A screening test for early signs of carpal tunnel syndrome among new workers prior to job placement does not help prevent the disorder, according to a NIOSH-funded study at Washington University School of Medicine in St. Louis, Missouri.

Carpal tunnel syndrome is a common, often disabling work-related disorder affecting the muscles and bones of the arms and hands. Risk factors include repetitive hand movements, forceful grip, and intensive hand use. In addition, older age and obesity may increase the risk among some workers.

How they did it

In this study, researchers looked at a popular screening test used prior to job placement to identify new workers at risk for developing carpal tunnel syndrome. Known as a nerve-conduction velocity test, this non-invasive screening test can help identify nerve damage by measuring how fast an electrical impulse travels through a nerve. Some employers use the screening test prior to placing new workers in jobs to identify those who may be at risk for carpal tunnel syndrome. Since previous studies have shown that abnormal screening test results do not always accurately predict the disorder, researchers compared screening test results among a large group of workers to subsequent cases of carpal tunnel syndrome. They found no link between abnormal screening test results and the development of carpal tunnel syndrome. In fact, the rate of carpal tunnel syndrome was slightly lower among workers with abnormal results on the screening test, compared to those with normal results. In addition, increased work-related hand and wrist activity was a risk factor for developing carpal tunnel syndrome, which is a finding consistent with other studies.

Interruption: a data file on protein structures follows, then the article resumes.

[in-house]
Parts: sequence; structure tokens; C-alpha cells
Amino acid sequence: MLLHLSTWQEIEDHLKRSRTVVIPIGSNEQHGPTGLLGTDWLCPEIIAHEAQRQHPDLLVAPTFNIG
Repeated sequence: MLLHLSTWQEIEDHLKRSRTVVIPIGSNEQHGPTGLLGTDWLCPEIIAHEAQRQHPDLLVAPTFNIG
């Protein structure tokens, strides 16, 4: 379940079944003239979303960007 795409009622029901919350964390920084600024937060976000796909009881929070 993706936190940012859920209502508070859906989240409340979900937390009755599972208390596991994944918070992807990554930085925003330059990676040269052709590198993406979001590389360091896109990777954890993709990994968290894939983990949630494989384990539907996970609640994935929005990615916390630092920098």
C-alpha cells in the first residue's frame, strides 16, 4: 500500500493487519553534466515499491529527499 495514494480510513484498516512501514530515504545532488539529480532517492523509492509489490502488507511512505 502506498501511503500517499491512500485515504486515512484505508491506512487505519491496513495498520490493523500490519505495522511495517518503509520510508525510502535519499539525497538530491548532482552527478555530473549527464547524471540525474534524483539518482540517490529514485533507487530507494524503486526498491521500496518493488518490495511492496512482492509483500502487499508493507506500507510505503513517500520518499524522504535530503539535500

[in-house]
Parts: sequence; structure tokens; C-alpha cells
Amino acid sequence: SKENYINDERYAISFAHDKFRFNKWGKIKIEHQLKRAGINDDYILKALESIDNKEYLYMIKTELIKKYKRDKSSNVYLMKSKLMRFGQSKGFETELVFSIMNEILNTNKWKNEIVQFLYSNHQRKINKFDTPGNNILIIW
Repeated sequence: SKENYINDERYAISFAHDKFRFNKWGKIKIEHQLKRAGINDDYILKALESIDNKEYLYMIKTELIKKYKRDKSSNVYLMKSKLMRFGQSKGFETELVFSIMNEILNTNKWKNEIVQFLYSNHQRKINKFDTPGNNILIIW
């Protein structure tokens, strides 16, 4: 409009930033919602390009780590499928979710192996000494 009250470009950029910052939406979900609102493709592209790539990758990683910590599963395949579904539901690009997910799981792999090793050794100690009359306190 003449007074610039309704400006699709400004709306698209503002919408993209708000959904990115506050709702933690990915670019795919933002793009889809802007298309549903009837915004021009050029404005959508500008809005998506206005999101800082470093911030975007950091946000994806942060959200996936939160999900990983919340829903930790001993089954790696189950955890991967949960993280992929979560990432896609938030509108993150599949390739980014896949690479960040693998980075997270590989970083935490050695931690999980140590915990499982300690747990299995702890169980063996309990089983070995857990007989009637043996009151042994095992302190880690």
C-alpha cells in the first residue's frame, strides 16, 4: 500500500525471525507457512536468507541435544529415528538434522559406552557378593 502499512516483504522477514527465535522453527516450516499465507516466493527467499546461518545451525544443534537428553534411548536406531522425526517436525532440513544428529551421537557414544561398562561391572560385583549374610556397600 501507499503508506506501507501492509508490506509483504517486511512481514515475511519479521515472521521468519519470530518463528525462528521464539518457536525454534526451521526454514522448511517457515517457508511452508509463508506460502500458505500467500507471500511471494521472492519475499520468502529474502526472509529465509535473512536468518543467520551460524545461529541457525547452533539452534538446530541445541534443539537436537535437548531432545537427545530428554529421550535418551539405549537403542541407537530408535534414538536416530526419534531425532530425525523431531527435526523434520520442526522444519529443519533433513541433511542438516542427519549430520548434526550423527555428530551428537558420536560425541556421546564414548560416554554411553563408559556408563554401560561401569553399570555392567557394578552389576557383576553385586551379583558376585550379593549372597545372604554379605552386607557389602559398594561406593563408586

Study participants included 1,777 workers hired for production jobs; 1,648 had post-offer pre-placement test results available. Most were male and, on average, nearly 35 years old. Seventeen percent of participants had abnormal screening test results. Follow-up was up to 6 years, with an average of nearly 3 years. Based on their findings, the researchers concluded that the screening test is ineffective and that employers should not use it to identify workers at risk for carpal tunnel syndrome. This study is part of a larger project looking at the causes, long-term outcome, and prevention of carpal tunnel syndrome.

The study appeared in the Journal of Occupational and Environmental Medicine.

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